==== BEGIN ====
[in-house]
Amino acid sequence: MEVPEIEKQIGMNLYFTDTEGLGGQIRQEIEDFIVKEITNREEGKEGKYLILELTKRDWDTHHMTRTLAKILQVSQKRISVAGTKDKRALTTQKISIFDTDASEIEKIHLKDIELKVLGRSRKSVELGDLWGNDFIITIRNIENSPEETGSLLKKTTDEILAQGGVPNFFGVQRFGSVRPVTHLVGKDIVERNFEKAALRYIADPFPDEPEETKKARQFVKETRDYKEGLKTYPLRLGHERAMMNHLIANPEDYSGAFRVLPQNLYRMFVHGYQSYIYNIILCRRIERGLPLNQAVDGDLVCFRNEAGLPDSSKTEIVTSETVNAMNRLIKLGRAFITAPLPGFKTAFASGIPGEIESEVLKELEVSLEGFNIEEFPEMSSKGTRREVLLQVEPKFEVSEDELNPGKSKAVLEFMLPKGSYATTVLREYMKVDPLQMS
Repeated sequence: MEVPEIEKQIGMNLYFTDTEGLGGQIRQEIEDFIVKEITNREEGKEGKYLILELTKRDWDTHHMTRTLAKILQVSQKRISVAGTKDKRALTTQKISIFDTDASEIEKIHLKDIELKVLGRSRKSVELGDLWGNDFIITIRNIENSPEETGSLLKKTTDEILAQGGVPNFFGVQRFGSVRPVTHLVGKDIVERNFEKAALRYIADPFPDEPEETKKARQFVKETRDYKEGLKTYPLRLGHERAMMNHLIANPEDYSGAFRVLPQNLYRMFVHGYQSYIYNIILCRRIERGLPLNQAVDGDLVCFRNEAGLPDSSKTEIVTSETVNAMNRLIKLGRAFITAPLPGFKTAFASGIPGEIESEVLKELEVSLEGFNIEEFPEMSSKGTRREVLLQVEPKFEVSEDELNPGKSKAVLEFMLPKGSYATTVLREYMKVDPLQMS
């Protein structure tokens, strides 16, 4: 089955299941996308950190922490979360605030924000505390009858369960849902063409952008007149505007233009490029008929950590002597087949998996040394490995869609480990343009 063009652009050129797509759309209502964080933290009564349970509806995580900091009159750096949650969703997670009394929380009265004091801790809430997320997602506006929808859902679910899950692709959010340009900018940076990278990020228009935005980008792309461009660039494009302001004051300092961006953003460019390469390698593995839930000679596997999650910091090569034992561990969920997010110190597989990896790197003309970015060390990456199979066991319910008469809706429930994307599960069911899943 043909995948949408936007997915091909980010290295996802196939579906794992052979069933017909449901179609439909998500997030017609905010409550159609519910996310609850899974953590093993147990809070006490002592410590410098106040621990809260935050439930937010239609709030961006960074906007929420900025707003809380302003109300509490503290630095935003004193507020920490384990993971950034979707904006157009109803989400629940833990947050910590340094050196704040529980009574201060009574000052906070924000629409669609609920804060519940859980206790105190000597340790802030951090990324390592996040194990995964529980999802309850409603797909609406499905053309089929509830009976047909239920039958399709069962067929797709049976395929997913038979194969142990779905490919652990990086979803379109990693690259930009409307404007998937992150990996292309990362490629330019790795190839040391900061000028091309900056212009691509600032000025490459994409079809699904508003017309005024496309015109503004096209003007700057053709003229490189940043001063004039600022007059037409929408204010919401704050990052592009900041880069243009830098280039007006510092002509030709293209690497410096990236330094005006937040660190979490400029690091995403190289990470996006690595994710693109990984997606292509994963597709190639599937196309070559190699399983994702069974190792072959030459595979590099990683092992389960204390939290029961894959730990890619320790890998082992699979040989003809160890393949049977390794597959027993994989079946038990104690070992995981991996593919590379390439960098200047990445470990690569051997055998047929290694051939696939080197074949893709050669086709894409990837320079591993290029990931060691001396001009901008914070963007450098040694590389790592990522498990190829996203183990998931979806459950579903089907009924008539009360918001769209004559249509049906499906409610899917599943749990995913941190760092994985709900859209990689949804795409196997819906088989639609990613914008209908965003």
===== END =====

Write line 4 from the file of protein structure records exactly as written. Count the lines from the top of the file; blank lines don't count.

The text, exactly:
């Protein structure tokens, strides 16, 4: 089955299941996308950190922490979360605030924000505390009858369960849902063409952008007149505007233009490029008929950590002597087949998996040394490995869609480990343009 063009652009050129797509759309209502964080933290009564349970509806995580900091009159750096949650969703997670009394929380009265004091801790809430997320997602506006929808859902679910899950692709959010340009900018940076990278990020228009935005980008792309461009660039494009302001004051300092961006953003460019390469390698593995839930000679596997999650910091090569034992561990969920997010110190597989990896790197003309970015060390990456199979066991319910008469809706429930994307599960069911899943 043909995948949408936007997915091909980010290295996802196939579906794992052979069933017909449901179609439909998500997030017609905010409550159609519910996310609850899974953590093993147990809070006490002592410590410098106040621990809260935050439930937010239609709030961006960074906007929420900025707003809380302003109300509490503290630095935003004193507020920490384990993971950034979707904006157009109803989400629940833990947050910590340094050196704040529980009574201060009574000052906070924000629409669609609920804060519940859980206790105190000597340790802030951090990324390592996040194990995964529980999802309850409603797909609406499905053309089929509830009976047909239920039958399709069962067929797709049976395929997913038979194969142990779905490919652990990086979803379109990693690259930009409307404007998937992150990996292309990362490629330019790795190839040391900061000028091309900056212009691509600032000025490459994409079809699904508003017309005024496309015109503004096209003007700057053709003229490189940043001063004039600022007059037409929408204010919401704050990052592009900041880069243009830098280039007006510092002509030709293209690497410096990236330094005006937040660190979490400029690091995403190289990470996006690595994710693109990984997606292509994963597709190639599937196309070559190699399983994702069974190792072959030459595979590099990683092992389960204390939290029961894959730990890619320790890998082992699979040989003809160890393949049977390794597959027993994989079946038990104690070992995981991996593919590379390439960098200047990445470990690569051997055998047929290694051939696939080197074949893709050669086709894409990837320079591993290029990931060691001396001009901008914070963007450098040694590389790592990522498990190829996203183990998931979806459950579903089907009924008539009360918001769209004559249509049906499906409610899917599943749990995913941190760092994985709900859209990689949804795409196997819906088989639609990613914008209908965003």